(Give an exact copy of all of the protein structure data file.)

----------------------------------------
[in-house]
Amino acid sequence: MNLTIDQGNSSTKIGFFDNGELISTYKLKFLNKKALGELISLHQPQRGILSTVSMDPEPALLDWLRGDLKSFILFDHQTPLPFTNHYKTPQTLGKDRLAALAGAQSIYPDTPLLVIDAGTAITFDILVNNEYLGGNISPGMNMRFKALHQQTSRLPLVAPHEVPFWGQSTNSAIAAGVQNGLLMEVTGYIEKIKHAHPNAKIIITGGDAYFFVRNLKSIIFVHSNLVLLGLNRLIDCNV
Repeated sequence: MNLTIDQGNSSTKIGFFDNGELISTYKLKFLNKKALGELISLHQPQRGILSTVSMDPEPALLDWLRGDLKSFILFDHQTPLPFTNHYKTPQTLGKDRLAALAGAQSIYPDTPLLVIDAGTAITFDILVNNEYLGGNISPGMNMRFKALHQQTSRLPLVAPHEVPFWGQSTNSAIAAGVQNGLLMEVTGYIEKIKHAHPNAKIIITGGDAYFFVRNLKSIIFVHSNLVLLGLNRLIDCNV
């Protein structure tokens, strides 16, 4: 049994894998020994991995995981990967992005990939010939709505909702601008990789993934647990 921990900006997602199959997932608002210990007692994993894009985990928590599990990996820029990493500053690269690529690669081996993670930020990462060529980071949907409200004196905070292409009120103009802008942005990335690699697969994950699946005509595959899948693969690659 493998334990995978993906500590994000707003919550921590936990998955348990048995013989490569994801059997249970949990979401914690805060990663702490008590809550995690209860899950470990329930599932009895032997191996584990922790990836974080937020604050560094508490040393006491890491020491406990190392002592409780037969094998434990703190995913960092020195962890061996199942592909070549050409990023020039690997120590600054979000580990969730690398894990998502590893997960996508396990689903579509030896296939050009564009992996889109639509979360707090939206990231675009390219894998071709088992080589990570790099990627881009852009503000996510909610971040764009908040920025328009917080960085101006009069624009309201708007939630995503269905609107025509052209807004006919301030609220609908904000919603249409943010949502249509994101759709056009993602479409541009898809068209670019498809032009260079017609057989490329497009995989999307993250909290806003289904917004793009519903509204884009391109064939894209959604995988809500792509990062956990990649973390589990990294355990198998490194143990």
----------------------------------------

[in-house]
Amino acid sequence: MNLTIDQGNSSTKIGFFDNGELISTYKLKFLNKKALGELISLHQPQRGILSTVSMDPEPALLDWLRGDLKSFILFDHQTPLPFTNHYKTPQTLGKDRLAALAGAQSIYPDTPLLVIDAGTAITFDILVNNEYLGGNISPGMNMRFKALHQQTSRLPLVAPHEVPFWGQSTNSAIAAGVQNGLLMEVTGYIEKIKHAHPNAKIIITGGDAYFFVRNLKSIIFVHSNLVLLGLNRLIDCNV
Repeated sequence: MNLTIDQGNSSTKIGFFDNGELISTYKLKFLNKKALGELISLHQPQRGILSTVSMDPEPALLDWLRGDLKSFILFDHQTPLPFTNHYKTPQTLGKDRLAALAGAQSIYPDTPLLVIDAGTAITFDILVNNEYLGGNISPGMNMRFKALHQQTSRLPLVAPHEVPFWGQSTNSAIAAGVQNGLLMEVTGYIEKIKHAHPNAKIIITGGDAYFFVRNLKSIIFVHSNLVLLGLNRLIDCNV
């Protein structure tokens, strides 16, 4: 049994894998020994991995995981990967992005990939010939709505909702601008990789993934647990 921990900006997602199959997932608002210990007692994993894009985990928590599990990996820029990493500053690269690529690669081996993670930020990462060529980071949907409200004196905070292409009120103009802008942005990335690699697969994950699946005509595959899948693969690659 493998334990995978993906500590994000707003919550921590936990998955348990048995013989490569994801059997249970949990979401914690805060990663702490008590809550995690209860899950470990329930599932009895032997191996584990922790990836974080937020604050560094508490040393006491890491020491406990190392002592409780037969094998434990703190995913960092020195962890061996199942592909070549050409990023020039690997120590600054979000580990969730690398894990998502590893997960996508396990689903579509030896296939050009564009992996889109639509979360707090939206990231675009390219894998071709088992080589990570790099990627881009852009503000996510909610971040764009908040920025328009917080960085101006009069624009309201708007939630995503269905609107025509052209807004006919301030609220609908904000919603249409943010949502249509994101759709056009993602479409541009898809068209670019498809032009260079017609057989490329497009995989999307993250909290806003289904917004793009519903509204884009391109064939894209959604995988809500792509990062956990990649973390589990990294355990198998490194143990």